This is the mail archive of the
mailing list for the GCC project.
Re: patch for volatile/immediate comparison
- To: tm at netcom dot com
- Subject: Re: patch for volatile/immediate comparison
- From: christian dot bruel at st dot com (Christian Bruel)
- Date: Tue, 23 Mar 1999 09:02:48 +0100
- Cc: egcs-patches at cygnus dot com
OK, this is a good explanation for dual-issue Pentium optimization, but anyway
we should expect the -fno-force-mem option (don't force memory operands to
registers before arith) to work if we want, even (especially ?) if the operand
On a general point of vue, I think that the dual-issue Pentium instruction
scheduler should not impact other non-risc architectures, for example I'm
afraid that a register would also be wasted on the m68k on this particular
test, as I didn't see force_mem forced to 0 is its description. Somebody knows
thanks for the pointers,
> > With the attached modification we now get (-O2 -fno-force-mem):
> > foo:
> > pushl %ebp
> > movl %esp,%ebp
> > cmpl $2,i <---
> > je .L2
> > xorl %eax,%eax
> > jmp .L3
> > .align 4
> > .L2:
> > movl $1,%eax
> > .L3:
> > movl %ebp,%esp
> > popl %ebp
> > ret
> > I'm not familiar with the Intel cost of the intructions, but there are some
> > architectures where loading a register and doing the comparison is more
> > expensive that directly doing the comparison with the memory (if the value
> > not reused after) (at least to all non-risk machines allowing memory
> > operations).
> This is bad. :(
> For the Pentium and above processors, Intel recommends a "RISClike code
> generation strategy" where memory references are decoupled from the
> operation dependent on them.
> 1) The Pentium is a dual-issue in-order processor. This means that
> there are two execution pipelines which run in lockstep, e.g.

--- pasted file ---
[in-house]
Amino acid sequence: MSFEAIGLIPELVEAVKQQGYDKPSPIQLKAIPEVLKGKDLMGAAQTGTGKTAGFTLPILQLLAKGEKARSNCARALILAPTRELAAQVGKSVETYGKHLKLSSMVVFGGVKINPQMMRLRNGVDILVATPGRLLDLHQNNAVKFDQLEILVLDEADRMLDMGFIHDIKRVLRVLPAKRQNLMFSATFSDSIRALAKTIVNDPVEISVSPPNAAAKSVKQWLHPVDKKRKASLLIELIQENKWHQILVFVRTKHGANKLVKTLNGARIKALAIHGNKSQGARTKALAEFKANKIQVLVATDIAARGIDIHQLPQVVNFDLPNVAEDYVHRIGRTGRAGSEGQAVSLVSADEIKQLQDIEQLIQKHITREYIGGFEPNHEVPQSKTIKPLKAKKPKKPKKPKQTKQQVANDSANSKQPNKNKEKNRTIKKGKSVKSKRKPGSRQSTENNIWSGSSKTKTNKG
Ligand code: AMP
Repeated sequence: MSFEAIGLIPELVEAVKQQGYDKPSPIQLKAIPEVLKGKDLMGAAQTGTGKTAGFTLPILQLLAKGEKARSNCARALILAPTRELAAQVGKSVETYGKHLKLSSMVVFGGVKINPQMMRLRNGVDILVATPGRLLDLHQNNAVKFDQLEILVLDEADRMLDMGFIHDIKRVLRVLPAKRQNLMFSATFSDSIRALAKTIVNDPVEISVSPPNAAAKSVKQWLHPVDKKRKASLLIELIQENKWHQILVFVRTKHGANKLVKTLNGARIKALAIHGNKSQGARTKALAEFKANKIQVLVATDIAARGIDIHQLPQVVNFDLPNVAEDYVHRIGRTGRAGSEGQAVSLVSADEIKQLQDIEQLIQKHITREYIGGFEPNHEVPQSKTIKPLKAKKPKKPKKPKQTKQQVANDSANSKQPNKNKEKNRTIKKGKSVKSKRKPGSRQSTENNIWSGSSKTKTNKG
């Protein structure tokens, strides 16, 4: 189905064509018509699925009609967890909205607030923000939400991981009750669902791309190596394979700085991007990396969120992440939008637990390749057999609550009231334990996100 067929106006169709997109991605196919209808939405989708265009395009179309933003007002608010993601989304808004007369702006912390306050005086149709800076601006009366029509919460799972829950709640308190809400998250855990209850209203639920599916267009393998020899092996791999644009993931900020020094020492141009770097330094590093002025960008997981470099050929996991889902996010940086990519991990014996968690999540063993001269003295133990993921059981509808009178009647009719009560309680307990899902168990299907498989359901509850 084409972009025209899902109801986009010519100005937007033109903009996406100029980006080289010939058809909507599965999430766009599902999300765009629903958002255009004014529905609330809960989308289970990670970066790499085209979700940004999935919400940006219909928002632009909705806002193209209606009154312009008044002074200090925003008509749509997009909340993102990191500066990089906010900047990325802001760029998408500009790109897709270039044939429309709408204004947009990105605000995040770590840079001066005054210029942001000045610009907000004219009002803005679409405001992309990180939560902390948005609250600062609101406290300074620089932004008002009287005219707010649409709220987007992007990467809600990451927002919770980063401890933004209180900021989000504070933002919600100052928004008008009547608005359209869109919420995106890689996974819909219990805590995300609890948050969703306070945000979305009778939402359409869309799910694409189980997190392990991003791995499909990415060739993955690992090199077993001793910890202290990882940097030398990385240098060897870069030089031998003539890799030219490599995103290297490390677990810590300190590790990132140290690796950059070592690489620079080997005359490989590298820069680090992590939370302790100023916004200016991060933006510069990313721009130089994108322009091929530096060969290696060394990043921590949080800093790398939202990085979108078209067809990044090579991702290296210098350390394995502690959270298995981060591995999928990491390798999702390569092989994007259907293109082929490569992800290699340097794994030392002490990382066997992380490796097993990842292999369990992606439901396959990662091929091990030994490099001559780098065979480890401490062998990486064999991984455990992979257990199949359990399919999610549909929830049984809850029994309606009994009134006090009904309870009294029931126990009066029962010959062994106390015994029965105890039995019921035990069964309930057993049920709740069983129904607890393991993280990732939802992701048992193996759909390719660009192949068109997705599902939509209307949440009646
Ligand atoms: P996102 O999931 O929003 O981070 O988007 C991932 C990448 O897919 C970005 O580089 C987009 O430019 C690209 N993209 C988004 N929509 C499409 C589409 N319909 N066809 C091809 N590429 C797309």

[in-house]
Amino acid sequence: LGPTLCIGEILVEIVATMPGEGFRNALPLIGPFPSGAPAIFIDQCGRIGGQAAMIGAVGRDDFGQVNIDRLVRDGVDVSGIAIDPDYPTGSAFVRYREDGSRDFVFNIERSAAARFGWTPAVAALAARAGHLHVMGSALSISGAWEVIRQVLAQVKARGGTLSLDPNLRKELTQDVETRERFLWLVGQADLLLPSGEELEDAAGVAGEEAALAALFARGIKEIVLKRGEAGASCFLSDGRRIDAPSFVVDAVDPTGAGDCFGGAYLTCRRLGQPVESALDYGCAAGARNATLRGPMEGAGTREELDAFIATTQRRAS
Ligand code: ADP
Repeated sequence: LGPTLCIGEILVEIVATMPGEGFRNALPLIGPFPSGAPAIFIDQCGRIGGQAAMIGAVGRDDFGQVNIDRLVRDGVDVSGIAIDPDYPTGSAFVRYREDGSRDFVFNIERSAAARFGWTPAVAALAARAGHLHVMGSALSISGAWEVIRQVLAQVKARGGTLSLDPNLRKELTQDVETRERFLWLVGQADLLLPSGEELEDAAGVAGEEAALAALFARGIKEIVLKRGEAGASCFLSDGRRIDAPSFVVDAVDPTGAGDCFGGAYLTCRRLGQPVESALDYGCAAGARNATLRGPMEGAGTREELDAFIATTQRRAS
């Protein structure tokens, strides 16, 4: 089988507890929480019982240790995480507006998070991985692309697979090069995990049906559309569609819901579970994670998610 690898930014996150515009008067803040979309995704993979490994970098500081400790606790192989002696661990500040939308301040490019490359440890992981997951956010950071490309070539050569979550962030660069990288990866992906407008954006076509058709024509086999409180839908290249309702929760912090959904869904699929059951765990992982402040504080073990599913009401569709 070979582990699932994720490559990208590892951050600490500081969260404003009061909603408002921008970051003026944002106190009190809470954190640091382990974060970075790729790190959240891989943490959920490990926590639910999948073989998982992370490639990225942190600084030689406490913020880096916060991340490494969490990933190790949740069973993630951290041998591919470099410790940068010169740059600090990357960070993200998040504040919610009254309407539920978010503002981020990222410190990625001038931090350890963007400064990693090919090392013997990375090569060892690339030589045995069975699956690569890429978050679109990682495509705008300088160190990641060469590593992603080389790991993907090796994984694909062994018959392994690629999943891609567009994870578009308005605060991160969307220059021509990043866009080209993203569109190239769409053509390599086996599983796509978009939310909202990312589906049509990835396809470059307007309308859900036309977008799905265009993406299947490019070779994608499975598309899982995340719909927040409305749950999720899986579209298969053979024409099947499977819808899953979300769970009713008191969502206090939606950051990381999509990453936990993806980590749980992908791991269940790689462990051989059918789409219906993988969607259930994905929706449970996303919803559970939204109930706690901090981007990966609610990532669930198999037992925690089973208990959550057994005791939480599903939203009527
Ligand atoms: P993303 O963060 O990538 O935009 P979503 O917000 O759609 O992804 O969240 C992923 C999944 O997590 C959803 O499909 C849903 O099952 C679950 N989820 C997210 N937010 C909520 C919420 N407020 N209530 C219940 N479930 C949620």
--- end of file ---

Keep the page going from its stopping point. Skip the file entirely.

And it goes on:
> if one pipe stalls, then both pipes stall.
> 2) The register load latency on the Pentium is two clocks.
> For this sample:
> cmpl $2,i
> assuming these two instructions are paired, the "cmpl $2,i" will stall
> the processor for at least two clocks while the data at variable "i" is
> read from cache and compared against $2. During this time, the second
> pipe executing someinst2 will be stalled because the first pipe is stalled.
> Basicall, these two instructions will take 3 clocks to execute (1 clock
> for issue, two for latency) which gives you an IPC of 0.66 out of a
> possible maximum of 2, which is only about 33% resource utilization.
> If the memory reference is generated separately from the compare, the
> instruction scheduler has a chance of moving the memory reference
> backwards so the register will already be loaded by the time the compare
> occurs. This is good because:
> 1) The instruction scheduler may find another instruction which pairs
> with the load instruction so the IPC will hopefully be better, and
> 2) By the time the compare is executed, the register may already be
> loaded, which would eliminate the stall.
> Currently, I see a lot of instructions generated which are pessimal for
> Pentium and above; the really horrible case I see generated is
> increments and decrements of memory. These are truly evil because these
> instructions must be atomic, so the second pipe is stalled for the
> entire duration of the instruction, which is something like 4 clocks - 2
> for the load latency, one for the increment, and one for the write. This
> instruction lowers the IPC to about 0.5 (two instructions executed in
> four clocks, if the second instruction isn't dependent on the first).
> There's actually a really good optimization white paper available from
> Intel which covers these issues entitled something like "Optimization
> Strategies for Blended Code Generation" or something like this. It may be
> available from their web site at http://developer.intel.com.